Bowerman and Harris had no scientific basis for this explanation. Several years later, they went on to create a running shoe that contained a cushioned heel. They speculated that in order to run faster, one should stride longer and that by striding longer, runners needed to land on their heels. This is one of the “primitive” reasons for the introduction of a cushioned heel. As far as increasing our speed or becoming an efficient runner, we now know from the work of Daniel and colleagues that longer strides are not as important as cadence.3

This heel height has been referred to as “drop,” the distance in height between the heel of the shoe and the forefoot. Today, traditional running shoes have an average drop of 12 mm with the heel being 24 mm and the forefoot being 12 mm. This design encourages an unnatural gait, resulting in the heel hitting the ground first and followed by a rapid “slapping” of the forefoot.

A literature search will yield numerous articles discussing running biomechanics but unfortunately, we have yet to see any hard evidence as to what is the proper way to run. The majority of Root’s theories about running biomechanics involved heel striking first.4 However, that is simply what they were — theories. I agree that his work and publications are magnificent, wonderful and have meant a lot for our profession. However, we cannot use this as evidence-based medicine to treat our patients’ disorders in every aspect.

This can be very difficult to swallow but pronation as described by Root becomes irrelevant when we describe forefoot striking as we see pronation occurring with the entire foot and then ending just as the heel touches the ground. His definition, although described as movement of the foot, focused on the motion of the subtalar joint.4 Pronation in this manner becomes an ideal shock absorber, utilizing the motion of the midtarsal joints as well as the subtalar joint.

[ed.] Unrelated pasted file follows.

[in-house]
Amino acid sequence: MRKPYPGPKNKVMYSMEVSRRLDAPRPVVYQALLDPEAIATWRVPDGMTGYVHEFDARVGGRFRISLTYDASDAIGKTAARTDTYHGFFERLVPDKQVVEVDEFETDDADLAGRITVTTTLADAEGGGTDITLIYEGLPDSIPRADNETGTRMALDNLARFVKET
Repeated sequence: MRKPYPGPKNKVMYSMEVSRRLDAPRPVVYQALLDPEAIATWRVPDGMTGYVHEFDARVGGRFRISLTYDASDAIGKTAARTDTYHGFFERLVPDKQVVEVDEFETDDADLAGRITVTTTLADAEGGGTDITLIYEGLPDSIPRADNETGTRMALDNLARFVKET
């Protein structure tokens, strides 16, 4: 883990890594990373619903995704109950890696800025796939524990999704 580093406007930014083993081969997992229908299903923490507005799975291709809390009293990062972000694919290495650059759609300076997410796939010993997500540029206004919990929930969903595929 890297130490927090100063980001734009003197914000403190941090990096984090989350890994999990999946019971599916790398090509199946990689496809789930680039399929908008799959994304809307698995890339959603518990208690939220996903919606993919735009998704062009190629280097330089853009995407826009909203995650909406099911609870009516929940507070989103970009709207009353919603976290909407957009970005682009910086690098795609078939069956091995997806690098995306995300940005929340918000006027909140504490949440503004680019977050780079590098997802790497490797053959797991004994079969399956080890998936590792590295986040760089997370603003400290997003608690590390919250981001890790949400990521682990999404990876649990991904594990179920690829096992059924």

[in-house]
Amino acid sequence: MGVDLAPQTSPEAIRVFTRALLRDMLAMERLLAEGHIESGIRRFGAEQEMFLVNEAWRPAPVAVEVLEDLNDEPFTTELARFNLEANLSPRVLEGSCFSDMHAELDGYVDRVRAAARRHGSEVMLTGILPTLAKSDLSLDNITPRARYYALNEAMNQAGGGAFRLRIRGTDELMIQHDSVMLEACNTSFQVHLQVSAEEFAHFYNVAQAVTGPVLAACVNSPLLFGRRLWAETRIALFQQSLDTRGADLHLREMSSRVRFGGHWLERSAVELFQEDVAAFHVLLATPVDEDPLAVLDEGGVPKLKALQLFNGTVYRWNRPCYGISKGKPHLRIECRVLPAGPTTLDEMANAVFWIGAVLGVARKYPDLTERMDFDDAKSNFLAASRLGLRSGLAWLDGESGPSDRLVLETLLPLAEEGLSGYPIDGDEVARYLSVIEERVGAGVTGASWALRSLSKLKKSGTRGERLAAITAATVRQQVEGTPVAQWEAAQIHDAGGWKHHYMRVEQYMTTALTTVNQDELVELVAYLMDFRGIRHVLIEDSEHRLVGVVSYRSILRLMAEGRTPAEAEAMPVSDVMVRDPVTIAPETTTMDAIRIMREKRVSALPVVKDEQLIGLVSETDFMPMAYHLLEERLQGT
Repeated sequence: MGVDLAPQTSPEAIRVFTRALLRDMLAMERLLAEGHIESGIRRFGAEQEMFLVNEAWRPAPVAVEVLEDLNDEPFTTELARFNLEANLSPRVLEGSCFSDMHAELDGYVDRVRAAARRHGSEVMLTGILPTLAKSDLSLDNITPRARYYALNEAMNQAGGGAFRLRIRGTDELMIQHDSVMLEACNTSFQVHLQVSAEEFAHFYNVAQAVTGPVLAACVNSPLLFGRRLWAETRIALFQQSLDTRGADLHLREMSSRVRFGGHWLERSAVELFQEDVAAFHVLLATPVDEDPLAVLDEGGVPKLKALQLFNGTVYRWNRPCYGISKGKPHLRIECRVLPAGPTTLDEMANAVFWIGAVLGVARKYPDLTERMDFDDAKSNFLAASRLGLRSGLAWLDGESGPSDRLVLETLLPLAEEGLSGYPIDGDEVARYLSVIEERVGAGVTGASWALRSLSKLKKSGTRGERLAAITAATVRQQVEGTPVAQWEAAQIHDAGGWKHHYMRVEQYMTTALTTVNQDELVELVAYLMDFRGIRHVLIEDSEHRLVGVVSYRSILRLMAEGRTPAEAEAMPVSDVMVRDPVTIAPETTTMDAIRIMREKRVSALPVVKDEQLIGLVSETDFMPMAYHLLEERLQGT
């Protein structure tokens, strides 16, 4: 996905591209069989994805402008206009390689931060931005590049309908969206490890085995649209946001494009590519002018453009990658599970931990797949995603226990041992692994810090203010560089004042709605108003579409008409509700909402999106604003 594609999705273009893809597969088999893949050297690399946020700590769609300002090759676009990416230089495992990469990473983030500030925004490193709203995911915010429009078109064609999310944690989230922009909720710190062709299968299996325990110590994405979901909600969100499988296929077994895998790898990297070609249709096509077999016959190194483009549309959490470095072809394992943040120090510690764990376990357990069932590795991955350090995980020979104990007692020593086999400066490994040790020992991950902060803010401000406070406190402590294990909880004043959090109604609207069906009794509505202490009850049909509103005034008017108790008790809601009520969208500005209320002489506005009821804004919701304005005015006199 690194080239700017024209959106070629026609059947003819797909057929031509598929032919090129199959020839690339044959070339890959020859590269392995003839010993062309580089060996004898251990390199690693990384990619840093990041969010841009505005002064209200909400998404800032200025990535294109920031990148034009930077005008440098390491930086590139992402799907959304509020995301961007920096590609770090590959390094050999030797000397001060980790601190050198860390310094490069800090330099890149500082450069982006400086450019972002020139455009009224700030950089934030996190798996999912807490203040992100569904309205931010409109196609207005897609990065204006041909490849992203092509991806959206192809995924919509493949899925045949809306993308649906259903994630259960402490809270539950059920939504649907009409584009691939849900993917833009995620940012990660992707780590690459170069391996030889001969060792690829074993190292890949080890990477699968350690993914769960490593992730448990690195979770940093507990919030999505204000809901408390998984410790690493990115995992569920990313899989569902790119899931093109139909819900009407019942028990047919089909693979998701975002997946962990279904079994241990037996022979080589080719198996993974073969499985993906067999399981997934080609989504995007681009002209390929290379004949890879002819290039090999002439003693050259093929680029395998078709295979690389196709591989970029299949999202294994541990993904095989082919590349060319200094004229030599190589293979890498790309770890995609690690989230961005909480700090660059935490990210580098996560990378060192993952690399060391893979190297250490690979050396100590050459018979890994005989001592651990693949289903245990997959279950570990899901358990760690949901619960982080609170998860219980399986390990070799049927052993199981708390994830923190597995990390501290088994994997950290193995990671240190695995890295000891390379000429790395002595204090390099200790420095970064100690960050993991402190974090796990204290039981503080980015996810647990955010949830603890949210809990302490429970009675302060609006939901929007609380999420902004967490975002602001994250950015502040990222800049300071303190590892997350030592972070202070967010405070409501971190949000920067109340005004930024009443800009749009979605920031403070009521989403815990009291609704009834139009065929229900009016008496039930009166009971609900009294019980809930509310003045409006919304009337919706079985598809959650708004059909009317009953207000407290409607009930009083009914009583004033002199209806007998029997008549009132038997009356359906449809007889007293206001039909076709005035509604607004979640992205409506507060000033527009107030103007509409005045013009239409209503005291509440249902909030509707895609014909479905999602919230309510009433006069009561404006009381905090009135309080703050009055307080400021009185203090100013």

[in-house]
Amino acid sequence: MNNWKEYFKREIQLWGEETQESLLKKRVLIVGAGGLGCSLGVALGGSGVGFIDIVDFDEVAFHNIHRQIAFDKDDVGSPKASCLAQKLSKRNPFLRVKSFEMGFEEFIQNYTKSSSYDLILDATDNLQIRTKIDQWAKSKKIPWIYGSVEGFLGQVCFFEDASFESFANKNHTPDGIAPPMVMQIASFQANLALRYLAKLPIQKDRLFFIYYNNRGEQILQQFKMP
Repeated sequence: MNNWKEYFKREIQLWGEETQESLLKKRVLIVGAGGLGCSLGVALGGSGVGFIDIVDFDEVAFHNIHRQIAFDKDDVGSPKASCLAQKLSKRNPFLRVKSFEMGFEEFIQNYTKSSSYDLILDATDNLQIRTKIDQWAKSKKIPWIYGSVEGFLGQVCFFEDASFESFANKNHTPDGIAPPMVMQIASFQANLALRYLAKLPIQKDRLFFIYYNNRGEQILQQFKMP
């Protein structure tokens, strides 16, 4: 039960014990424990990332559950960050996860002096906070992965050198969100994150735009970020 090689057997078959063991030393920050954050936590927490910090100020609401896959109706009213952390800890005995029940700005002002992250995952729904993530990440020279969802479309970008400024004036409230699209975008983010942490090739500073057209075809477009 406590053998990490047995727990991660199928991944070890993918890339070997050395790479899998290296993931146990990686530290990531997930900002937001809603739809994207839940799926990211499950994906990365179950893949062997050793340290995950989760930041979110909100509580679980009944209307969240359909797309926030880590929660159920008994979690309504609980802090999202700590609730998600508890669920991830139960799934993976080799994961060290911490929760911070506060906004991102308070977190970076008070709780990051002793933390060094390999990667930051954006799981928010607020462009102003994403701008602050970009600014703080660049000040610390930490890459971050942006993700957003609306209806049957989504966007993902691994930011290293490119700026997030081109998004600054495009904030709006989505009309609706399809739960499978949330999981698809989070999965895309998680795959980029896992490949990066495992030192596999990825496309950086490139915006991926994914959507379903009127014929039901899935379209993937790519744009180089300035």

Root’s evidence came from previous texts, examination of patients and cadavers to then create what he referred to as “normal values” for the given range of motions. Root never went on to produce any randomized trials or studies that could demonstrate that injury was more likely a result of not having the so-called “normal values.”

Ankle equinus is one specific pathology Root discussed that has become very important when discussing lower extremity injuries. Root described ankle equinus as the inability to obtain at least 10 degrees of dorsiflexion at the ankle joint.4 He also emphasized that when we assess the subtalar joint in a neutral position, the ankle joint should be at 0 degrees with respect to dorsiflexion and pronation. Root also noted that by having the ankle in a plantarflexed position, we see uncovering of the talar head and thus an increase in the propensity for the subtalar joint to become hypermobile.